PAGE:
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Italy president mandates foreign minister to form new government Update 1 (Adds quotes from Gentiloni)

Italian Foreign Minister Paolo Gentiloni was tasked with forming a new government following Renzi's resignation

Italy’s president on Sunday gave Foreign Minister Paolo Gentiloni a mandate to try to form the country’s new government.

Gentiloni said he would try to form the government as soon as possible and that it would move “within the same framework” as the outgoing government of Prime Minister Matteo Renzi.

“I am aware of the urgent need to give Italy a government with full powers,” he said.

The 62-year-old prime-minister designate is a key member of Renzi’s Democratic Party. Renzi resigned on Wednesday after losing a referendum on constitutional reform on which he had staked his job.

Gentiloni will now select his ministers. He is expected to return to the presidential palace as early as Sunday night or Monday morning to present his cabinet list to the head of state.


The next moves for Gentiloni are a familiar process in Italy, which has had 63 governments in the past 70 years.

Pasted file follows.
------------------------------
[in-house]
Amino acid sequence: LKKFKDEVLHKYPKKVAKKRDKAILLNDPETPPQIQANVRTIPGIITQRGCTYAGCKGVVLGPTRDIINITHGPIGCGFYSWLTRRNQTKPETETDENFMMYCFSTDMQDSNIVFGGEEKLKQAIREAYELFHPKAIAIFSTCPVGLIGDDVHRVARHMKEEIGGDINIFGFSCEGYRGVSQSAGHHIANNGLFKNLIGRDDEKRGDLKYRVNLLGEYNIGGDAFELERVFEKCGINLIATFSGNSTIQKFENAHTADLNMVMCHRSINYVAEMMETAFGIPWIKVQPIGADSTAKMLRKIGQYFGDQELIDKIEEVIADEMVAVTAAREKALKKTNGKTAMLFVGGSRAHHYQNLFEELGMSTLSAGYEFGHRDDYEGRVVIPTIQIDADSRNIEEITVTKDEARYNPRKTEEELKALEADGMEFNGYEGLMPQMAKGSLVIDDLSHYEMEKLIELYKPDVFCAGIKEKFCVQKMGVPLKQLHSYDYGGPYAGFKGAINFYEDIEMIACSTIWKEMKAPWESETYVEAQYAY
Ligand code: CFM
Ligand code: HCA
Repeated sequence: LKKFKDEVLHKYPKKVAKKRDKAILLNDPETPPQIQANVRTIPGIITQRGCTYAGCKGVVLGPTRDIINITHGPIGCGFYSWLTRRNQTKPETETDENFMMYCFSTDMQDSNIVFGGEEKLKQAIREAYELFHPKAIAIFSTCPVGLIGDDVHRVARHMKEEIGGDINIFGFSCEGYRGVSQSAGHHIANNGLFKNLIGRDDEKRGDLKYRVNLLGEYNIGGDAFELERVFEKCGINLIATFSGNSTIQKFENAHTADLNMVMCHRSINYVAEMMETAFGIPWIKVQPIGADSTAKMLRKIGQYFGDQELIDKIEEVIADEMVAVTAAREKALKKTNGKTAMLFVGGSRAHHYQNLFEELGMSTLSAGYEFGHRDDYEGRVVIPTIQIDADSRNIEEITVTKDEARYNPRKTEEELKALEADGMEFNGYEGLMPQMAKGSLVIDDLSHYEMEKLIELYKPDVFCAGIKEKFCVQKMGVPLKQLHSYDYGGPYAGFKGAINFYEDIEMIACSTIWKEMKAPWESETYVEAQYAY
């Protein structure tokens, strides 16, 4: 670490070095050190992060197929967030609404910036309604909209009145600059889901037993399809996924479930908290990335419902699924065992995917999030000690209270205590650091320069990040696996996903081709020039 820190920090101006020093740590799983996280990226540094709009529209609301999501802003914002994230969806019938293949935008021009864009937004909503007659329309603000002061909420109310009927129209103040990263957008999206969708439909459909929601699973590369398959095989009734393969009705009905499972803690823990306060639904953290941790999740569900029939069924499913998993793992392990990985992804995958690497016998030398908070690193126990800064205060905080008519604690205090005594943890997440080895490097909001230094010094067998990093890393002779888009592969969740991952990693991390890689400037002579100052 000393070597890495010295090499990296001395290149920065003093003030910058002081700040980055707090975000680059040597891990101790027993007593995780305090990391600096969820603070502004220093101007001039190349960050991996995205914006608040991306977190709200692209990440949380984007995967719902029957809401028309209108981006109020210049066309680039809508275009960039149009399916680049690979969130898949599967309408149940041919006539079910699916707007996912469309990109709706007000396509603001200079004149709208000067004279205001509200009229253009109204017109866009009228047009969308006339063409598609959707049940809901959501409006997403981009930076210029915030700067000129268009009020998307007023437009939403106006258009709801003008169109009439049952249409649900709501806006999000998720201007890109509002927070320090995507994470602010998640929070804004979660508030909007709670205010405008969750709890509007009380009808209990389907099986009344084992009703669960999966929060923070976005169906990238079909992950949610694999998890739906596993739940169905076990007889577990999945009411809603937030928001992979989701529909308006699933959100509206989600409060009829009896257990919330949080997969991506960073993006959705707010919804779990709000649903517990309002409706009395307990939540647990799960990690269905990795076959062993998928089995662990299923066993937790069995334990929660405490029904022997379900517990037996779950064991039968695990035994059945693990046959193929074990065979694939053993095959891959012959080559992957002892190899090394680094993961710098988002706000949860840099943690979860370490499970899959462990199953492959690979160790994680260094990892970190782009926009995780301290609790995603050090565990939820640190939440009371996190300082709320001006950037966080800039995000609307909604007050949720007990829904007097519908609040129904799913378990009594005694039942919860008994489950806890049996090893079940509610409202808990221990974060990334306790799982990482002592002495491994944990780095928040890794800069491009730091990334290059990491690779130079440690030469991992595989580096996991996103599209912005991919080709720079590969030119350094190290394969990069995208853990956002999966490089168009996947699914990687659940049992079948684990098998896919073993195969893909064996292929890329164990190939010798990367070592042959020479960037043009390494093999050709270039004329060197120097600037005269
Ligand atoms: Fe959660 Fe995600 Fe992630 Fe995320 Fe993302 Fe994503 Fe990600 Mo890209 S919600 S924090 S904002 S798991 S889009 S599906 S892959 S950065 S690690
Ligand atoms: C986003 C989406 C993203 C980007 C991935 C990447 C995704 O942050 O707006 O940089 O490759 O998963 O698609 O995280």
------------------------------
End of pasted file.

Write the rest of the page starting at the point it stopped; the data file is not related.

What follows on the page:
Renzi’s Democratic Party (PD) has a majority in both houses of parliament but the PD itself is severely divided between Renzi backers, such as Gentiloni, and opponents.

All major parties have called for elections as soon as possible. But before any vote can take place, Italy needs a new electoral law to replace one that applies only to the lower house and could be declared illegitimate in January by the Constitutional Court.

The legislature is due to carry on until 2018, but early elections could be called at any time after parliament rewrites the electoral law.

Gentiloni will report back to Mattarella on his progress in rallying support and, if he cannot assemble political backing for a new government, Mattarella could ask someone else to try.

If Gentiloni is successful, a new government could be installed within days.

The next incumbent will immediately face a crisis in the banking sector, whose third-largest lender Monte dei Paschi di Siena may need state intervention to avoid collapse.

After consulting with around 40 political parties over the past three days, Mattarella pledged on Saturday to act quickly to give the country a fully functioning government.

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